When Erik Larson introduces Sol Bloom in his best-selling book “The Devil in the White City,” Bloom is a young man on the make — a 21-year-old entrepreneur who, two years earlier, had bought the rights to an Algerian village he saw on display at the Paris Exposition of 1889.
Bloom was, as Larson describes him, a go-getter who got stuff done and a born salesman. It appears that those were the qualities that led Mike De Young to hire him to oversee the concessions for the Midway Plaisance at the World’s Columbian Exposition, to open two years later in 1893 in Chicago.
Recounting a story from Bloom’s autobiography, Larson writes that, when De Young offered Bloom the job, the young man really didn’t want it. So he demanded the extraordinary salary of $1,000 a week — the same pay as the President of the United States — only to be surprised when he got it.
In Chicago, Bloom earned his pay, bringing great energy and order to his task and a kind of promotional genius.
Larson writes that the Harvard professor who’d originally had the job saw the Midway as a means “to provide an education about alien cultures.” Bloom, though, had other ideas: “The Midway,” Larson writes, “was to be fun, a great pleasure garden…It would thrill, titillate, and if all went well perhaps even shock.” It would also be a setting where Bloom could find a gig for the Algerian village he’d purchased in Paris.
Bloom was so successful at promoting the Midway that officials came to him for aid in publicizing the fair itself, such as helping explain to reporters how gargantuan the Manufactures and Liberal Arts Building would be.
In his autobiography, Bloom wrote, “I could tell they weren’t in the least interested in the number of acres or tons of steel so I said, ‘Look at it this way — it’s going to be big enough to hold the entire standing army of Russia.’ “
What an image! The entire standing army of Russia! It was a description that was repeated and repeated and repeated in that time and down to our own day.
Yet, Larson writes, “Bloom had no idea whether Russia even had a standing army, let alone how many soldiers it might include and how many square feet they would cover. Nonetheless, the fact became gospel throughout America. Readers of Rand, McNally’s exposition guidebooks eventually found themselves thrilling to the vision of millions of fur-hatted men squeezed onto the building’s 32-acre floor. Bloom felt no remorse.”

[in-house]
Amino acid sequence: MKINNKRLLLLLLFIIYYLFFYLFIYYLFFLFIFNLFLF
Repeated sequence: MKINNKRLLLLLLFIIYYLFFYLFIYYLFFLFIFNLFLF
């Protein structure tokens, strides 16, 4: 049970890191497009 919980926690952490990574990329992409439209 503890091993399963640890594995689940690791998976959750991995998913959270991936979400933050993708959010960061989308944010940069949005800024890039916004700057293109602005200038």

I am here tonight to suggest that “The Devil in the White City” is Erik Larson’s “standing army of Russia.”
To suggest that what Sol Bloom did in promoting the fair is what Larson does over and over again in telling the dual stories of Daniel Burnham, director of the fair (also called the White City), and H. H. Holmes, the serial killer who preyed on young women near the fair site during the same period.
When asked about the Manufacturers building, Bloom made up an answer. Often, that’s Larson’s strategy, too.
And it’s been a successful one. “The Devil in the White City” has sold more than a million copies since hitting bookstores three years ago. (This fall, he published “Thunderstruck,” a similarly-told dual account of a killer and a public figure from that same era — and another best-seller.)
Critics have praised Larson’s story-telling skills, his ability to evoke the sights, sounds and feel of a long-gone age. And, no question, “The Devil in the White City” is a page-turner. It’s filled with piquant details and a you-are-there momentum. It’s the antithesis of the stereotypical dry, clunky accounts that academic historians are routinely accused of producing.
I like a good story. And I don’t mind writers making stuff up — when they’re writing fiction. Even fiction about historical events. To my mind, one of the best descriptions of the Battle of Gettysburg from the Civil War is “Killer Angels,” the 1974 novel by Michael Shaara. And Larson writes that an important model for him was Truman Capote’s 1965 “In Cold Blood,” about the real-life killing of a family in Kansas, which was marketed as a novel, albeit as a “non-fiction novel.”
But, in a note in the front of his book, Larson insists that “The Devil in the White City” is no novel.
He writes: “However strange or macabre some of the following incidents may seem, this is not a work of fiction. Anything between quotation marks comes from a letter, memoir, or other written document.”
His publishers have sold the book as a work of history. If you go to a bookstore, you’ll find it in the non-fiction section. And that’s how it’s entered our culture — as a book of fact. It’s now being used as a source of historical accuracy by academic scholars, such as Carl Smith who lists “The Devil in the White City” in the bibliographical essay for his fine recently published monograph “The Plan of Chicago.”